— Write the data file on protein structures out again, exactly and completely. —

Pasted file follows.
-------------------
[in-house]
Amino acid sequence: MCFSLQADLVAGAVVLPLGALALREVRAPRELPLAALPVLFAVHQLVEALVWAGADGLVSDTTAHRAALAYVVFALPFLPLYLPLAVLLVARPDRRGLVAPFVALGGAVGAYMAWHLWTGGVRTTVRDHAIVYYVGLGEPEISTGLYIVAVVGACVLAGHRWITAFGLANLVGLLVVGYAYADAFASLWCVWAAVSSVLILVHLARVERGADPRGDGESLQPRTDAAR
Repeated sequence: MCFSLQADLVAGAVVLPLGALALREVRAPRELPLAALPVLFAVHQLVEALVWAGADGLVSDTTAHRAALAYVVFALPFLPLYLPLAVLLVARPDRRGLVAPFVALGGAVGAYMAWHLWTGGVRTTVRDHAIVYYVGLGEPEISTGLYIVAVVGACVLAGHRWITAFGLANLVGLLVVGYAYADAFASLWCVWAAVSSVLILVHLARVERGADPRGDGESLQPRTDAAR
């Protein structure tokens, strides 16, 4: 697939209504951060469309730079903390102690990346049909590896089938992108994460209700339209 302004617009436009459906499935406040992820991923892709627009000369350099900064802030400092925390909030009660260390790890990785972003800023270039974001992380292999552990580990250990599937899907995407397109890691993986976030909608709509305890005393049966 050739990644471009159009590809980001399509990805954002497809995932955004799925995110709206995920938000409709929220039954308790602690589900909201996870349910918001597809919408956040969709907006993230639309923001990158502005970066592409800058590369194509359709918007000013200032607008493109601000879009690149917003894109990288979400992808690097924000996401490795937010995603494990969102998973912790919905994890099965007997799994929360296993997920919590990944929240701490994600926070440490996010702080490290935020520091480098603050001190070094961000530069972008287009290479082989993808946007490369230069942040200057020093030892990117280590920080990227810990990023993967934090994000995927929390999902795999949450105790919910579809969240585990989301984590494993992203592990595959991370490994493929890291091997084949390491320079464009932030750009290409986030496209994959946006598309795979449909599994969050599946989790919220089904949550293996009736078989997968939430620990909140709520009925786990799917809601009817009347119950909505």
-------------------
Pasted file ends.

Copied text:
[in-house]
Amino acid sequence: MCFSLQADLVAGAVVLPLGALALREVRAPRELPLAALPVLFAVHQLVEALVWAGADGLVSDTTAHRAALAYVVFALPFLPLYLPLAVLLVARPDRRGLVAPFVALGGAVGAYMAWHLWTGGVRTTVRDHAIVYYVGLGEPEISTGLYIVAVVGACVLAGHRWITAFGLANLVGLLVVGYAYADAFASLWCVWAAVSSVLILVHLARVERGADPRGDGESLQPRTDAAR
Repeated sequence: MCFSLQADLVAGAVVLPLGALALREVRAPRELPLAALPVLFAVHQLVEALVWAGADGLVSDTTAHRAALAYVVFALPFLPLYLPLAVLLVARPDRRGLVAPFVALGGAVGAYMAWHLWTGGVRTTVRDHAIVYYVGLGEPEISTGLYIVAVVGACVLAGHRWITAFGLANLVGLLVVGYAYADAFASLWCVWAAVSSVLILVHLARVERGADPRGDGESLQPRTDAAR
């Protein structure tokens, strides 16, 4: 697939209504951060469309730079903390102690990346049909590896089938992108994460209700339209 302004617009436009459906499935406040992820991923892709627009000369350099900064802030400092925390909030009660260390790890990785972003800023270039974001992380292999552990580990250990599937899907995407397109890691993986976030909608709509305890005393049966 050739990644471009159009590809980001399509990805954002497809995932955004799925995110709206995920938000409709929220039954308790602690589900909201996870349910918001597809919408956040969709907006993230639309923001990158502005970066592409800058590369194509359709918007000013200032607008493109601000879009690149917003894109990288979400992808690097924000996401490795937010995603494990969102998973912790919905994890099965007997799994929360296993997920919590990944929240701490994600926070440490996010702080490290935020520091480098603050001190070094961000530069972008287009290479082989993808946007490369230069942040200057020093030892990117280590920080990227810990990023993967934090994000995927929390999902795999949450105790919910579809969240585990989301984590494993992203592990595959991370490994493929890291091997084949390491320079464009932030750009290409986030496209994959946006598309795979449909599994969050599946989790919220089904949550293996009736078989997968939430620990909140709520009925786990799917809601009817009347119950909505």